Native Wisdom: A door to traditional knowledge
The Planetary Canary
When it comes to climate change, the Arctic is Earth’s proverbial canary in the coal mine. Ruth Curry of the Woods Hole Oceanographic Institute says that ice is in decline everywhere on the planet, but that decline is particularly marked and rapid in the far north.
This is apparent, for example, in the Greenland ice sheet, which, though two miles deep in places, has shrunk by 5 percent in the past decade. Some of the loss occurs from simple melting along the fringes of the island. But much of the loss takes place when surface water trickles down to the base of the island. The theory is that these super crevasses known as moulons may be creating a sort of mammoth “Slip-n-Slide”, a liquid sheet under the ice that is accelerating the ice’s advance to the sea and making it increasingly unstable. Curry says the potential exists for the ice sheet, which once seemed so invincible, to collapse. That would be a problem not only for Greenland but for the rest of us as well. The ice sheet contains enough water to raise the global sea level by 23 feet. That’s about the height of the tsunami that hit Indonesia and the Indian Ocean in 2004.
Intricate Knowledge of the Ice
Most Greenland Inuit live within site of the sea and have learned to read ice better than most people read books. Legendary Barrow Mayor Eben Hopson explained it poetically in 1977 in his welcoming address to the first Inuit Circumpolar Conference. “Our language contains the intricate knowledge of the ice that we have seen no others demonstrate.”
That knowledge has proven to be so accurate and prescient that scientists are increasingly incorporating it into their research. Craig George, of the North Slope Borough’s Department of Wildlife Management in Barrow, Alaska, co-authored a paper on “Observations on Shorefast Ice in Arctic Alaska ” that combines scientific studies with traditional Inuit knowledge to analyze the behavior of sea ice in the Arctic and Chukchi Seas and its impact on the Inupiat culture. The Arctic Climate Impact Assessment, the most comprehensive study of Arctic climate change to date, puts traditional knowledge on equal footing with science. Alaska Natives have created the Alaska Native Knowledge Network with an information-rich web site devoted to the subject (www.caledugov.com). The AAAS has published a document called the “Indigenous Knowledge Handbook” and UNESCO has a similar publication.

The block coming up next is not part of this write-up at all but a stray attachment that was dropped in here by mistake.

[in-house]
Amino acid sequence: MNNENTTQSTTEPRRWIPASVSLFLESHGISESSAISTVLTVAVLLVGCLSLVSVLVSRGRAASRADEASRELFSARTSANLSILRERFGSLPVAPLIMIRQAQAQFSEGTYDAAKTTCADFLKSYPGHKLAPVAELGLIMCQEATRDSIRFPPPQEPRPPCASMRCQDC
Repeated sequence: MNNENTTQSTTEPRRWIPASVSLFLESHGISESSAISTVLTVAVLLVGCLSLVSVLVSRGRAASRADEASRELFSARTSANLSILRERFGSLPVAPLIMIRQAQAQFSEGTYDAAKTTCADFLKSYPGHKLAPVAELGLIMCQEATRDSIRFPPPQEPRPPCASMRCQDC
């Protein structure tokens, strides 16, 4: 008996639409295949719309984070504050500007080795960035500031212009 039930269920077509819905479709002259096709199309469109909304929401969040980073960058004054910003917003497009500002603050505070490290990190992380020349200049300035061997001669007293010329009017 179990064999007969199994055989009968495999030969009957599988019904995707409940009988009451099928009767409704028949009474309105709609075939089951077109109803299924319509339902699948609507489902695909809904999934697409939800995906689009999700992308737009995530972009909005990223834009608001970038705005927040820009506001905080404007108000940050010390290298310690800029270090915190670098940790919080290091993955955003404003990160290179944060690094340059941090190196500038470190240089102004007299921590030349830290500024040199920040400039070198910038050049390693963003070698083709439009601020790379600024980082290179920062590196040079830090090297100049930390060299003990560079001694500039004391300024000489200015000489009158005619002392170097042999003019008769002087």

This melding of science and traditional knowledge earned through generations of experience makes a great deal of sense. After all, the first step of the Scientific Method is to observe and describe a phenomenon or group of phenomena. The observations of the Inuit and other Arctic peoples are so detailed and go back so many generations, that they may help scientists move more quickly to the second and third steps in the scientific method: constructing and testing hypotheses.